This Artist Reclaims Black Lives in Classical Paintings

Willow Strip, 2017. Lynette Yiadom-Boakye, Oil on linen, 78 3/4 x 70 7/8 in (200 x 180 cm). Photo: Marcus J leith Photographer/Marcus J Leith

Though British artist Lynette Yiadom-Boakye’s rich oil paintings embody many of aspects of classical European portraiture, they’re nothing like the work of those artists. In her paintings, Yiadom-Boakye turns the historic style on its head by depicting fictional black characters in lieu of old white men. The exhibition “Lynette Yiadom-Boakye: Under-Song for a Cipher,” on view now at the New Museum, showcases a new series of Yiadom-Boakye’s oil paintings that evoke a centuries-old European feel, but tell a completely different story.

The fictional characters depicted in “Under-Song for a Cipher” are not just a creative decision, but a political one as well. While attending a predominantly white art school, Yiadom-Boakye said she realized what it meant to be black in a white world. She channeled the experience into her work, using a style of painting that didn’t necessarily depict black people to give them visibility. Her decision to paint her subjects with darker skin is both a nod to her West African roots and a response to her experience in art school.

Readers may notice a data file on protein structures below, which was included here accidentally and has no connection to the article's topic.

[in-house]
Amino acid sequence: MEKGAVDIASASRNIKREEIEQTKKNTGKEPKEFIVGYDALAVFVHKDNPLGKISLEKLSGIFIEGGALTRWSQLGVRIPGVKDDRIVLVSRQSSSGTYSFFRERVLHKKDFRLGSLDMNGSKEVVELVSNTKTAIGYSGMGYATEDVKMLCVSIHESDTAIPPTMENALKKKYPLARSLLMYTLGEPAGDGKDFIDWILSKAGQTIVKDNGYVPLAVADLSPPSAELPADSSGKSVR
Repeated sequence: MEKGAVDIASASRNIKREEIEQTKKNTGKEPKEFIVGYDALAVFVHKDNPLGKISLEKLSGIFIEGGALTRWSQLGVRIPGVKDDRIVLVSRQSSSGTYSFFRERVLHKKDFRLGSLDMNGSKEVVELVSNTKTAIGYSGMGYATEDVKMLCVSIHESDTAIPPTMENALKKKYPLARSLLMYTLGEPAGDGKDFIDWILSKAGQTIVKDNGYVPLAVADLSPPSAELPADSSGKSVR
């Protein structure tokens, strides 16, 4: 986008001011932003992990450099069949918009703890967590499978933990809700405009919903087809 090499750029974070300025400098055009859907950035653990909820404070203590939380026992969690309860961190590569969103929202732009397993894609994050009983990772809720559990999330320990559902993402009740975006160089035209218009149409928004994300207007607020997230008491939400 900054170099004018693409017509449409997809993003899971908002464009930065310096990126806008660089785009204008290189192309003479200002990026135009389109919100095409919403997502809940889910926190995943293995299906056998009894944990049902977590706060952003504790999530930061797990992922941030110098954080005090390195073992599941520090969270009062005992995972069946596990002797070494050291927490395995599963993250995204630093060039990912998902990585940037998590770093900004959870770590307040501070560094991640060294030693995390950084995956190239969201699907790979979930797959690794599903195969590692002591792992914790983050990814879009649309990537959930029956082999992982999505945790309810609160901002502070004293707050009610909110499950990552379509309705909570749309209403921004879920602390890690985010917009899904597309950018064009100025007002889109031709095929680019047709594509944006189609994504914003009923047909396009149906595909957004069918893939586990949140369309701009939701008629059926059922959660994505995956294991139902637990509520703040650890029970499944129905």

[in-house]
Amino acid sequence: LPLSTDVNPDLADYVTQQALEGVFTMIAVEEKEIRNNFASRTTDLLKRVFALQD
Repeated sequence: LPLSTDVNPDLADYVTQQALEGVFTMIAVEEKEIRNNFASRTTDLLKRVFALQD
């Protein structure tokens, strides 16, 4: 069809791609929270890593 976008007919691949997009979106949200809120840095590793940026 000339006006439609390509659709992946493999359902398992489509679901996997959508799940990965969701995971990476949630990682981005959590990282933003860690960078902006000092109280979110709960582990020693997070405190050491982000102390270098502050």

“In a moment of racial tension like the one America has been living through, Lynette’s characters take on a completely different weight and presence,” the New Museum’s artistic director, Massimiliano Gioni, told Vogue. “It’s hard not to feel implicated as a viewer — I can’t help thinking that her imagined characters are engaging with me.”

Click ahead to see paintings from the show, on view until September 3.

This Artist Reclaims Black Lives in Classical Paintings